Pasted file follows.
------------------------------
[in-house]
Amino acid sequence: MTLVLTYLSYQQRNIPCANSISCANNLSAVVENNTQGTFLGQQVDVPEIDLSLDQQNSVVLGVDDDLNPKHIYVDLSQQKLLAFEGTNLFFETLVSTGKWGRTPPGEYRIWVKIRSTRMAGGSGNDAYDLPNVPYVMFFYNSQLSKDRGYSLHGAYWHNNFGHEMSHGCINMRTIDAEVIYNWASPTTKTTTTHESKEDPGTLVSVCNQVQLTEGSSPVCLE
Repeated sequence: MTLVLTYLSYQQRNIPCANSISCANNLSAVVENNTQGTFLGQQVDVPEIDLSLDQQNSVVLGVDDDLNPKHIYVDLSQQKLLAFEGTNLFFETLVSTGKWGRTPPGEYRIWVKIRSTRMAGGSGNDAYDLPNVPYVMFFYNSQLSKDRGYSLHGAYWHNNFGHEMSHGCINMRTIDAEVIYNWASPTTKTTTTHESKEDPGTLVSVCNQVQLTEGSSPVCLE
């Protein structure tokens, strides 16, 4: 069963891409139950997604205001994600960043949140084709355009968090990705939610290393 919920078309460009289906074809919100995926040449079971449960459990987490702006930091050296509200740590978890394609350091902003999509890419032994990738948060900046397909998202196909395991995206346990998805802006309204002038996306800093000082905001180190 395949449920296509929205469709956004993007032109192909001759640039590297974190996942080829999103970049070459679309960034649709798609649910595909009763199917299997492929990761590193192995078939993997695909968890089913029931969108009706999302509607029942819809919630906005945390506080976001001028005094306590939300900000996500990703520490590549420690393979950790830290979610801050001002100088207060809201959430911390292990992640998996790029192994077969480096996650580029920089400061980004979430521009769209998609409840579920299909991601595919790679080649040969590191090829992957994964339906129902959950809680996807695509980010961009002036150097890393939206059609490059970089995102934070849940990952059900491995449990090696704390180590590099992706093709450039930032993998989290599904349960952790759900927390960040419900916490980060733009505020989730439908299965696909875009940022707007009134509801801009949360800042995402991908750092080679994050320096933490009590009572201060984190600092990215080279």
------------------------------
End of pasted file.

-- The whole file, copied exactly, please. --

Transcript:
[in-house]
Amino acid sequence: MTLVLTYLSYQQRNIPCANSISCANNLSAVVENNTQGTFLGQQVDVPEIDLSLDQQNSVVLGVDDDLNPKHIYVDLSQQKLLAFEGTNLFFETLVSTGKWGRTPPGEYRIWVKIRSTRMAGGSGNDAYDLPNVPYVMFFYNSQLSKDRGYSLHGAYWHNNFGHEMSHGCINMRTIDAEVIYNWASPTTKTTTTHESKEDPGTLVSVCNQVQLTEGSSPVCLE
Repeated sequence: MTLVLTYLSYQQRNIPCANSISCANNLSAVVENNTQGTFLGQQVDVPEIDLSLDQQNSVVLGVDDDLNPKHIYVDLSQQKLLAFEGTNLFFETLVSTGKWGRTPPGEYRIWVKIRSTRMAGGSGNDAYDLPNVPYVMFFYNSQLSKDRGYSLHGAYWHNNFGHEMSHGCINMRTIDAEVIYNWASPTTKTTTTHESKEDPGTLVSVCNQVQLTEGSSPVCLE
């Protein structure tokens, strides 16, 4: 069963891409139950997604205001994600960043949140084709355009968090990705939610290393 919920078309460009289906074809919100995926040449079971449960459990987490702006930091050296509200740590978890394609350091902003999509890419032994990738948060900046397909998202196909395991995206346990998805802006309204002038996306800093000082905001180190 395949449920296509929205469709956004993007032109192909001759640039590297974190996942080829999103970049070459679309960034649709798609649910595909009763199917299997492929990761590193192995078939993997695909968890089913029931969108009706999302509607029942819809919630906005945390506080976001001028005094306590939300900000996500990703520490590549420690393979950790830290979610801050001002100088207060809201959430911390292990992640998996790029192994077969480096996650580029920089400061980004979430521009769209998609409840579920299909991601595919790679080649040969590191090829992957994964339906129902959950809680996807695509980010961009002036150097890393939206059609490059970089995102934070849940990952059900491995449990090696704390180590590099992706093709450039930032993998989290599904349960952790759900927390960040419900916490980060733009505020989730439908299965696909875009940022707007009134509801801009949360800042995402991908750092080679994050320096933490009590009572201060984190600092990215080279």